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Three Moves Ahead Episode 112 – A Special Secession Session

April 14th, 2011 by Rob Zacny · 18 Comments · Podcast, Three Moves Ahead


On the 150th anniversary of the attack on Fort Sumter, Troy and Rob rally around the bonnie blue flag and find Gamers With Jobs’ Erik Hanson waiting for them there. Then they march off to discuss the American Civil War and its gaming legacy. They discuss how changes in a game’s scale also change how the war is presented, why the war has such a hold on the imagination, and what were its defining features.

Along the way, Rob calls the Shenandoah campaign the Cumberland campaign, incorrectly places Cutler in command of the Iron Brigade at 2nd Manassas, and leaves his window open to let listeners hear the sounds of the Cambridge police. Embarrassing errors, or a subtle homage to Burnside?

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18 Comments so far ↓

  • Hawkeye Fierce

    Enjoyed this one a lot. My father and I are both Civil War buffs, and we have a sort of joke similar to what Troy said early on: when you first learn about the Civil War, you’re taught that it was about slavery – the North fighting to free the slaves, the South fighting to keep them. Then, later, you learn that there were actually a whole host of political, economic, and social issues that underlie the war. Then, later, you learn that all of THAT stuff was really just due to slavery.

  • Erik Hanson

    Apologies for consistently drawing discussion away from games.

  • skshrews

    It is interesting that none of the big three Civil War strategy games, Gary Grigsby’s War Between the States, AGEod’s American Civil War, and Forge of Freedom could ever bridge the strategic-tactical divide successfully.

    Of course FOF did try, but the AI was not up to snuff on the tactical maps. All 3 relied on area movement strategically, which to me at least, gave a sense of playing “Risk” over 19th century America.

    You can’t recreate Grant’s flanking of Lee in Virginia, or Rosecran’s outmaneuvering Bragg in Tennessee, on an area map. With “War in the East” managing to produce a capable AI opponent, maybe a publisher can produce a strategic Civil War game with an AI capable of defending over a hex map.

  • codicier

    Apologies for being the be the clueless European in the room but it was fascinating to hear history we don’t pay much attention too on this side of the Atlantic discussed in the context of gamification (sorry Troy, had to get that word in somehow!) .

    Mostly i was wondering what happened in the years following the civil war which helped produce such a long lasting peace between two factions who had seem so drastically culturally different?
    What did the you guys get so right that Europeans got so wrong after WWI?
    (Actually the list of what Europe did wrong in that situation is probably to big and to tragic to think about for too long)
    Specifically did the manner of the north’s victory over the south have any bearing on this?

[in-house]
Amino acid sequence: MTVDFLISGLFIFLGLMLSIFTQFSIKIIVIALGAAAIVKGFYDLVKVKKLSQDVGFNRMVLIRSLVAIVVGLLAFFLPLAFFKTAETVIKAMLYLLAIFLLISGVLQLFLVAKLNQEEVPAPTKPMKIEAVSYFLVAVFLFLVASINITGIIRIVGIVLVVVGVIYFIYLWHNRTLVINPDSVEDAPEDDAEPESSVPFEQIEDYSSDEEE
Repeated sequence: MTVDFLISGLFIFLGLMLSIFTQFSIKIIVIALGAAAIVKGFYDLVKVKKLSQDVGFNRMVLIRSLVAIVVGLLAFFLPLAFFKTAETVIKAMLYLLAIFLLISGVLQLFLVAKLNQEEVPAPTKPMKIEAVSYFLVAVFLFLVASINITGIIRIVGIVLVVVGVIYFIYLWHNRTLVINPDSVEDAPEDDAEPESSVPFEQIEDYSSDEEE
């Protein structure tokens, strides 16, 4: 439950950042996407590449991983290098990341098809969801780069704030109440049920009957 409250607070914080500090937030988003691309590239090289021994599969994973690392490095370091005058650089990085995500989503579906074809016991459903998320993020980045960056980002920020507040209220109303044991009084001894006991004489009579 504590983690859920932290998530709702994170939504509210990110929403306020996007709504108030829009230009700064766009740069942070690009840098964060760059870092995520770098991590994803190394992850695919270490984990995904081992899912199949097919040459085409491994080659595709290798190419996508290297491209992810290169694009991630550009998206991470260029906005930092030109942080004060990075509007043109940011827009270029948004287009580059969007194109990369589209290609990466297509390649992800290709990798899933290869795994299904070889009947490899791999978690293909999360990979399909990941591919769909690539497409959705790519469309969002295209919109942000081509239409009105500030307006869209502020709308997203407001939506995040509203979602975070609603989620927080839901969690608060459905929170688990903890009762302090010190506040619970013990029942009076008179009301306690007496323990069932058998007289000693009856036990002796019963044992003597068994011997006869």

Finally if anyone has a good book (or game)they can recommend to someone with virtually no prior knowledge of the conflict now my interest has been piqued, would find me very grateful.

  • Rob Zacny

    A good, single-volume history is always a good place to start. McPherson’s Battle Cry of Freedom would be my suggestion, but I’m sure other commenters will have some additional recommendations.

    The European and American situations aren’t really comparable. When the American Civil War ended, the Union had won a decisive victory, and the South was forcibly re-incorporated in the United States. There was no other power in the hemisphere to destabilize the balance, and the South had no further means of resistance.

    Very different from the way Germany was defeated, yet remained more populous and economically potent than most of its rivals. Russia was about to transform its potential into actual power. France and the British Empire remained powers on the wane, and the United States went right back to denying its role in European affairs.

    It’s important to bear in mind, however, that in many ways the secessionists won the peace. Emancipation only led to another set of travesties, with their own toxic legacies. The US made a fine hash of the peace that any European statesman could envy.

  • Otis

    Great podcast, as always. It’s strange, I used to be a big Civil War buff, and it still has a special hold on me though my history-related interests have largely moved on, but I’d never heard of any of these Civil War games until hearing you all talk about them on 3MA. The wonders of the internet I suppose.

    The only Civil War games I’ve ever played were from the Civil War Generals series. I have no idea if they were any good – or if anyone else played them – but my younger self enjoyed them immensely.

  • Quinten

    I really liked Civil War Generals 2, but I played that when I was ten or eleven. I own the first game, but haven’t gotten an XP computer to run it yet. I remember it being a lot like Panzer General, your units were historical, sort of, and would level up and follow you in campaigns. My favorite part that still sticks out in my mind is the ability to upgrade your units weapons. That and hitting the resupply button caused the sound of spooning something out of a tin pot. The game also had a map editor so you could create your own scenarios.